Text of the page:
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How do pathogenic bacteria control how their injection system is assembled?


Researchers a​​t our institute, in collaboration with the Membrane Proteins Laboratory (IBS), has uncovered the mechanism that controls how the toxin injection machinery of pathogenic bacteria is assembled.​

Published on 4 June 2007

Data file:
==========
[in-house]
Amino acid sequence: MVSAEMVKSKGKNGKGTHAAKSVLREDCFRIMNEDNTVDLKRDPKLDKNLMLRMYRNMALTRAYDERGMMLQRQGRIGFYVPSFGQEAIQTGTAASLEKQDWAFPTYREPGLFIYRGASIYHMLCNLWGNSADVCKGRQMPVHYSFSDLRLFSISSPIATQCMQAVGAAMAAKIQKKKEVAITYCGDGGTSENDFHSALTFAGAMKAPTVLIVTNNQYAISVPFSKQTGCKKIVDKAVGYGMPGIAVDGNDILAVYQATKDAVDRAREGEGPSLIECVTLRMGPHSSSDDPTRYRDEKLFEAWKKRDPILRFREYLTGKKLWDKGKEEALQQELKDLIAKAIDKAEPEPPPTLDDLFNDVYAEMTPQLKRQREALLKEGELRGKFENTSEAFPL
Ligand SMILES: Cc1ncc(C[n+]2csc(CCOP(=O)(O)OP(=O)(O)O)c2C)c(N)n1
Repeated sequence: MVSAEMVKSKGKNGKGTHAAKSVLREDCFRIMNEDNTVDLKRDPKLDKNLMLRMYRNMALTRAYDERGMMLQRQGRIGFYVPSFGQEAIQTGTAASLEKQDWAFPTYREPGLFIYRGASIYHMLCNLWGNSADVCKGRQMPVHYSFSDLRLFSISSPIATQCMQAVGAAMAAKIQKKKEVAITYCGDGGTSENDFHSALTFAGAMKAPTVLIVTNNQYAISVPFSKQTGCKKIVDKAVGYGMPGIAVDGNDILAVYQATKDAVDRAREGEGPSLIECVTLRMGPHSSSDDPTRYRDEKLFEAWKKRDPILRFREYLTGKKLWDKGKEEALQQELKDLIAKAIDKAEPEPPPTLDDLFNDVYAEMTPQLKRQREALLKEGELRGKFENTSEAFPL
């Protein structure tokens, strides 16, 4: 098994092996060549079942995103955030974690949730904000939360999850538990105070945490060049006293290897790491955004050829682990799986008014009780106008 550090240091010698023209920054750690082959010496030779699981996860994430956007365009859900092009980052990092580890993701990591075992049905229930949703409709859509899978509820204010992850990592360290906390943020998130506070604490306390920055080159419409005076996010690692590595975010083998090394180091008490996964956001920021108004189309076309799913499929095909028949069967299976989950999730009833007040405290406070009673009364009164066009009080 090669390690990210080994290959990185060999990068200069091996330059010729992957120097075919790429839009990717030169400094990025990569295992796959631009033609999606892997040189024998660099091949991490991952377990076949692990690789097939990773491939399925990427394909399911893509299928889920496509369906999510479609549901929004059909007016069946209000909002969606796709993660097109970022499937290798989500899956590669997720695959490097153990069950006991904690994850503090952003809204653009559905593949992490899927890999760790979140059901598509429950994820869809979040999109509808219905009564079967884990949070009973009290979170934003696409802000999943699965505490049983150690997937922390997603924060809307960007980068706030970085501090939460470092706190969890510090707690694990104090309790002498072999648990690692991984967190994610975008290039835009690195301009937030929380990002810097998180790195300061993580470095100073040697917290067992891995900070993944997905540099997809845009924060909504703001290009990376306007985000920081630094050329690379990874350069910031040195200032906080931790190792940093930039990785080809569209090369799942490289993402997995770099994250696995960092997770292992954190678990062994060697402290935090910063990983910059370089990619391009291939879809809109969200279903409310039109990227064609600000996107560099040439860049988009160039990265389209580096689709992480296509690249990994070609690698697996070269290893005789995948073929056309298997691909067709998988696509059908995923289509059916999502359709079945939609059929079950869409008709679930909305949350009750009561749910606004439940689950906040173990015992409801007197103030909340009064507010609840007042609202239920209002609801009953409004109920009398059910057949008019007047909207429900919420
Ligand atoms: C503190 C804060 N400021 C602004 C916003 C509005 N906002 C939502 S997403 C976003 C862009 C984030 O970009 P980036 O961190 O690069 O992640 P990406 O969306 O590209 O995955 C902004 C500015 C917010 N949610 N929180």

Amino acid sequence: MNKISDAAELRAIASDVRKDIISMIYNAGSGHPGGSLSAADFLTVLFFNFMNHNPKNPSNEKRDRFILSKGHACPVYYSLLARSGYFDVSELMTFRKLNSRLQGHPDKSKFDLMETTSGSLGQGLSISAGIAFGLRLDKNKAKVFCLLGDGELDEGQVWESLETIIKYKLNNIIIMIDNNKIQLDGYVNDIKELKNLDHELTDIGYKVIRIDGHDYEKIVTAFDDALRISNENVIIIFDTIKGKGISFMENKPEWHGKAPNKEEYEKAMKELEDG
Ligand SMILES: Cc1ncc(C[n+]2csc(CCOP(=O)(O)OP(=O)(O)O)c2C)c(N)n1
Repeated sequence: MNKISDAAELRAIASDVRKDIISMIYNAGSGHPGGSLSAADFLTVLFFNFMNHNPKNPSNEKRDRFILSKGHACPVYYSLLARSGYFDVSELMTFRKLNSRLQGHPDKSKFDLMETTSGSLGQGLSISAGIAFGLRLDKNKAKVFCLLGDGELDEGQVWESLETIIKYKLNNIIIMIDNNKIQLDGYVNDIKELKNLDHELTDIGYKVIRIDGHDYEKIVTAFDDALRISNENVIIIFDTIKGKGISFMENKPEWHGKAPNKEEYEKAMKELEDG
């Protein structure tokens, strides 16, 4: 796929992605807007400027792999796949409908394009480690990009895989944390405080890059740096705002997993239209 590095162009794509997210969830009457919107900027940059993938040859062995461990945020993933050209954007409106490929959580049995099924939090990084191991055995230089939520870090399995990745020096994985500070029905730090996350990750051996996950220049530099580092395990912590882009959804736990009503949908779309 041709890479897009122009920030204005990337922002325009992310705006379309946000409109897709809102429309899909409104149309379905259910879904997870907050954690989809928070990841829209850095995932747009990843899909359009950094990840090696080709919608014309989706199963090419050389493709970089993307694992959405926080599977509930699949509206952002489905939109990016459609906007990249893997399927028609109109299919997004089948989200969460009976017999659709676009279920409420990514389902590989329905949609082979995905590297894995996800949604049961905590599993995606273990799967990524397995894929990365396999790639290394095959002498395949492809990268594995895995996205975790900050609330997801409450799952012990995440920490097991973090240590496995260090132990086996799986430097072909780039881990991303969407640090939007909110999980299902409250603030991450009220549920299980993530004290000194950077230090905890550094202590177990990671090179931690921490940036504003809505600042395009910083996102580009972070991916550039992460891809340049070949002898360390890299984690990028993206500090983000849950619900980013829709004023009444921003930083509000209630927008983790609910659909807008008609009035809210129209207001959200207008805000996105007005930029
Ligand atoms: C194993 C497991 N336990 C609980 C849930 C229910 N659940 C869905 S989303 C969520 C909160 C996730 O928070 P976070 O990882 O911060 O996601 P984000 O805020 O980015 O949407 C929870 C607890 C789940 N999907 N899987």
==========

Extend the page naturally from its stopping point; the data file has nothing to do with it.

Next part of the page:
These findings will be used to identify and characterise a whole new target for the development of novel antibiotics raised against the factors of pathogenicity. Gram-negative pathogens have developed a highly complex secretion system for injecting toxins into the cells they infect, a system they synthesize at the bacterial surface. This hollow syringe or needle-shaped structure is a small polymerized protein, which in Pseudomonas aeruginosa is PscF. The research team has demonstrated that before the needle-forming polymerization step, PscF is taken over by two chaperone proteins PscE and PscG in the bacterial cytoplasm, and that both these chaperones are required for needle formation as well as for the cytotoxicity of the bacteria. It is this bacteria that is responsible for fatal infections in people with cystic fibrosis, as well as serious infections in immunosuppressed patients such as severe burn patients or patients with AIDS. The pathogenicity of this bacteria is dependent on how efficiently this secretion system works. The research team showed that the surface of PscG to which the PscF binds can be modified to stop the complex from forming. This prevents the formation of the secretion needle – and consequently prevents toxin injection.

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